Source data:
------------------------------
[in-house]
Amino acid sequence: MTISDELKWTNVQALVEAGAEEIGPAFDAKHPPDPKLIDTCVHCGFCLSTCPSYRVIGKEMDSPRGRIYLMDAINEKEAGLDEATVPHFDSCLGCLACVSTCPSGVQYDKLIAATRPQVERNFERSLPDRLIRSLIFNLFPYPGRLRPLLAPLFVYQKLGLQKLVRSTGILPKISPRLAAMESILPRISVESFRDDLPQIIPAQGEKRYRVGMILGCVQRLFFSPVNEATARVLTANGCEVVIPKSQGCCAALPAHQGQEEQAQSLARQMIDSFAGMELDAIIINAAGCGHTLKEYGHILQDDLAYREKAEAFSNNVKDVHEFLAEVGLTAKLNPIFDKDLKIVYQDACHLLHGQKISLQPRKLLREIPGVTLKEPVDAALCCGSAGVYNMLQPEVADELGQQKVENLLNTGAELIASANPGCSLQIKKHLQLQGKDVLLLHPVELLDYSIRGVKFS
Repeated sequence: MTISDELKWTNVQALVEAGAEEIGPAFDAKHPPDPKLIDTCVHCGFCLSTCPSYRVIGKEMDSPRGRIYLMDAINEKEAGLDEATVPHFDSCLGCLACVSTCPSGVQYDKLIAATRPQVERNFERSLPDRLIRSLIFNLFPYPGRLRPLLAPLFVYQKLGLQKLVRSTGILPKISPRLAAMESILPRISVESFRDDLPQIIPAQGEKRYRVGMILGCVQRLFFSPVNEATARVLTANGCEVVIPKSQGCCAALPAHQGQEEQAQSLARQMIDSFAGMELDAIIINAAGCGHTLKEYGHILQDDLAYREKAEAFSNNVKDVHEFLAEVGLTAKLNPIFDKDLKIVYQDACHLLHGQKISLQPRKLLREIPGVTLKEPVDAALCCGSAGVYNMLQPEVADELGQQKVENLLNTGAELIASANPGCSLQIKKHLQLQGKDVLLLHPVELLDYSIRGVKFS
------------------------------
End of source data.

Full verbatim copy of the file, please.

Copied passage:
[in-house]
Amino acid sequence: MTISDELKWTNVQALVEAGAEEIGPAFDAKHPPDPKLIDTCVHCGFCLSTCPSYRVIGKEMDSPRGRIYLMDAINEKEAGLDEATVPHFDSCLGCLACVSTCPSGVQYDKLIAATRPQVERNFERSLPDRLIRSLIFNLFPYPGRLRPLLAPLFVYQKLGLQKLVRSTGILPKISPRLAAMESILPRISVESFRDDLPQIIPAQGEKRYRVGMILGCVQRLFFSPVNEATARVLTANGCEVVIPKSQGCCAALPAHQGQEEQAQSLARQMIDSFAGMELDAIIINAAGCGHTLKEYGHILQDDLAYREKAEAFSNNVKDVHEFLAEVGLTAKLNPIFDKDLKIVYQDACHLLHGQKISLQPRKLLREIPGVTLKEPVDAALCCGSAGVYNMLQPEVADELGQQKVENLLNTGAELIASANPGCSLQIKKHLQLQGKDVLLLHPVELLDYSIRGVKFS
Repeated sequence: MTISDELKWTNVQALVEAGAEEIGPAFDAKHPPDPKLIDTCVHCGFCLSTCPSYRVIGKEMDSPRGRIYLMDAINEKEAGLDEATVPHFDSCLGCLACVSTCPSGVQYDKLIAATRPQVERNFERSLPDRLIRSLIFNLFPYPGRLRPLLAPLFVYQKLGLQKLVRSTGILPKISPRLAAMESILPRISVESFRDDLPQIIPAQGEKRYRVGMILGCVQRLFFSPVNEATARVLTANGCEVVIPKSQGCCAALPAHQGQEEQAQSLARQMIDSFAGMELDAIIINAAGCGHTLKEYGHILQDDLAYREKAEAFSNNVKDVHEFLAEVGLTAKLNPIFDKDLKIVYQDACHLLHGQKISLQPRKLLREIPGVTLKEPVDAALCCGSAGVYNMLQPEVADELGQQKVENLLNTGAELIASANPGCSLQIKKHLQLQGKDVLLLHPVELLDYSIRGVKFS